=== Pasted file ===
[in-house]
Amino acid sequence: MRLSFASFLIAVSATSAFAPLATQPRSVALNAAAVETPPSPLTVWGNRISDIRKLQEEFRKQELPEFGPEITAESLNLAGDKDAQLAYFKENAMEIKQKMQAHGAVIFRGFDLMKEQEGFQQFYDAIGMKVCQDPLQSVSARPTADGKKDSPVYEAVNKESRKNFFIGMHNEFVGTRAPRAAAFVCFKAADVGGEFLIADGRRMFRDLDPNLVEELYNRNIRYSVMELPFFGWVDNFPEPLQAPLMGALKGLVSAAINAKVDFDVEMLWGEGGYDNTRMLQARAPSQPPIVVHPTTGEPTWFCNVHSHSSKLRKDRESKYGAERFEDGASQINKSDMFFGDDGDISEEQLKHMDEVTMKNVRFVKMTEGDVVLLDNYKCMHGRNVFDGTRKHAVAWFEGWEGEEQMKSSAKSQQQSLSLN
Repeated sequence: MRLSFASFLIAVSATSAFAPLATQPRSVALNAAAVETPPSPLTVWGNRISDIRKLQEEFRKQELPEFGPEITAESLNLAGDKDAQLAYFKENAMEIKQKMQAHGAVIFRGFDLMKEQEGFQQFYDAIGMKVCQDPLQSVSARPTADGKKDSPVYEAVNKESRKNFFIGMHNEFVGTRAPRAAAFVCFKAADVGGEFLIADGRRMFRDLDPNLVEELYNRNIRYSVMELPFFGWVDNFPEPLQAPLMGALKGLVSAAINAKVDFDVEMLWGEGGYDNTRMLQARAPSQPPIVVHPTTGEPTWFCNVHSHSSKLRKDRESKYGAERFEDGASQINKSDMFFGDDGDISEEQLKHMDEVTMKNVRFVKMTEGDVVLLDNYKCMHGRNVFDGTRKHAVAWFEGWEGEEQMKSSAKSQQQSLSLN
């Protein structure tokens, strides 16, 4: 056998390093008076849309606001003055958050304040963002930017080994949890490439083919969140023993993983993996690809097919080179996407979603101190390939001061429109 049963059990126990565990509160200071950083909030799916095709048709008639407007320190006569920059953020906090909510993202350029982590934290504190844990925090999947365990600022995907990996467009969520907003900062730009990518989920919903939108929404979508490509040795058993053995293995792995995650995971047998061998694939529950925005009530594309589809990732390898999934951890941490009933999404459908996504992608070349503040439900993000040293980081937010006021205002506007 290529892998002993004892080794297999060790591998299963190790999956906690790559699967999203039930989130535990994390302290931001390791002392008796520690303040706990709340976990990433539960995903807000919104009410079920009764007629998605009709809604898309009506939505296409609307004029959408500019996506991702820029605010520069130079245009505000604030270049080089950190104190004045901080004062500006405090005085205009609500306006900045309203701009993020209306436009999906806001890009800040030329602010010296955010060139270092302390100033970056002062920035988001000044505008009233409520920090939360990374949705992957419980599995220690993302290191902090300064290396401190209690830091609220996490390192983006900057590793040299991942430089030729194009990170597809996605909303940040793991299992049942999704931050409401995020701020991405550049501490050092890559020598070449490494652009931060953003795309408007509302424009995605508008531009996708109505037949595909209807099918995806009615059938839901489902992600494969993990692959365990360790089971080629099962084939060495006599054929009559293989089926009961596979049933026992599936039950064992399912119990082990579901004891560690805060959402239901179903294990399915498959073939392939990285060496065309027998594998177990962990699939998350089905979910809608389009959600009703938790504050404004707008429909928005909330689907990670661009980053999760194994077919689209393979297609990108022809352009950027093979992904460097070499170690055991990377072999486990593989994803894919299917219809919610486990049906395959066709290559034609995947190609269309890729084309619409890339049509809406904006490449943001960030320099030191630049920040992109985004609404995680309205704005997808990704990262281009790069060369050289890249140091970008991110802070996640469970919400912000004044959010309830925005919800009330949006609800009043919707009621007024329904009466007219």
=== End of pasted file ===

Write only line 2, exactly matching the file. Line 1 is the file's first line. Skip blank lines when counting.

Amino acid sequence: MRLSFASFLIAVSATSAFAPLATQPRSVALNAAAVETPPSPLTVWGNRISDIRKLQEEFRKQELPEFGPEITAESLNLAGDKDAQLAYFKENAMEIKQKMQAHGAVIFRGFDLMKEQEGFQQFYDAIGMKVCQDPLQSVSARPTADGKKDSPVYEAVNKESRKNFFIGMHNEFVGTRAPRAAAFVCFKAADVGGEFLIADGRRMFRDLDPNLVEELYNRNIRYSVMELPFFGWVDNFPEPLQAPLMGALKGLVSAAINAKVDFDVEMLWGEGGYDNTRMLQARAPSQPPIVVHPTTGEPTWFCNVHSHSSKLRKDRESKYGAERFEDGASQINKSDMFFGDDGDISEEQLKHMDEVTMKNVRFVKMTEGDVVLLDNYKCMHGRNVFDGTRKHAVAWFEGWEGEEQMKSSAKSQQQSLSLN